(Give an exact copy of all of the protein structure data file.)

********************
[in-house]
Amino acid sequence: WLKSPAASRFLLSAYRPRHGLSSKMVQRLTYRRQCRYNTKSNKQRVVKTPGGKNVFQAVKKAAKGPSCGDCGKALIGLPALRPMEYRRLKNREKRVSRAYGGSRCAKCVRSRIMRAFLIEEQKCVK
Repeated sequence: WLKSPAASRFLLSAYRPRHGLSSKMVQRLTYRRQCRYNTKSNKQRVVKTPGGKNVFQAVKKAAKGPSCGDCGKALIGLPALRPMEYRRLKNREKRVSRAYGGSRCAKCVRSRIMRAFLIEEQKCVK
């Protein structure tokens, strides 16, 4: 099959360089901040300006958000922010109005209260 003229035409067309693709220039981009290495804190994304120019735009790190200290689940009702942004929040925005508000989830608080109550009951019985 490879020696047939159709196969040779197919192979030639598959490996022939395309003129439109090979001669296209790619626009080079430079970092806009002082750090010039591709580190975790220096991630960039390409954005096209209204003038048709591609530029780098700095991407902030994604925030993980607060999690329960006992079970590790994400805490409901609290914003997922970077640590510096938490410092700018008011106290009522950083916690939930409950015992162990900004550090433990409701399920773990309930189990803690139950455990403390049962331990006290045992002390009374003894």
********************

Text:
[in-house]
Amino acid sequence: WLKSPAASRFLLSAYRPRHGLSSKMVQRLTYRRQCRYNTKSNKQRVVKTPGGKNVFQAVKKAAKGPSCGDCGKALIGLPALRPMEYRRLKNREKRVSRAYGGSRCAKCVRSRIMRAFLIEEQKCVK
Repeated sequence: WLKSPAASRFLLSAYRPRHGLSSKMVQRLTYRRQCRYNTKSNKQRVVKTPGGKNVFQAVKKAAKGPSCGDCGKALIGLPALRPMEYRRLKNREKRVSRAYGGSRCAKCVRSRIMRAFLIEEQKCVK
């Protein structure tokens, strides 16, 4: 099959360089901040300006958000922010109005209260 003229035409067309693709220039981009290495804190994304120019735009790190200290689940009702942004929040925005508000989830608080109550009951019985 490879020696047939159709196969040779197919192979030639598959490996022939395309003129439109090979001669296209790619626009080079430079970092806009002082750090010039591709580190975790220096991630960039390409954005096209209204003038048709591609530029780098700095991407902030994604925030993980607060999690329960006992079970590790994400805490409901609290914003997922970077640590510096938490410092700018008011106290009522950083916690939930409950015992162990900004550090433990409701399920773990309930189990803690139950455990403390049962331990006290045992002390009374003894």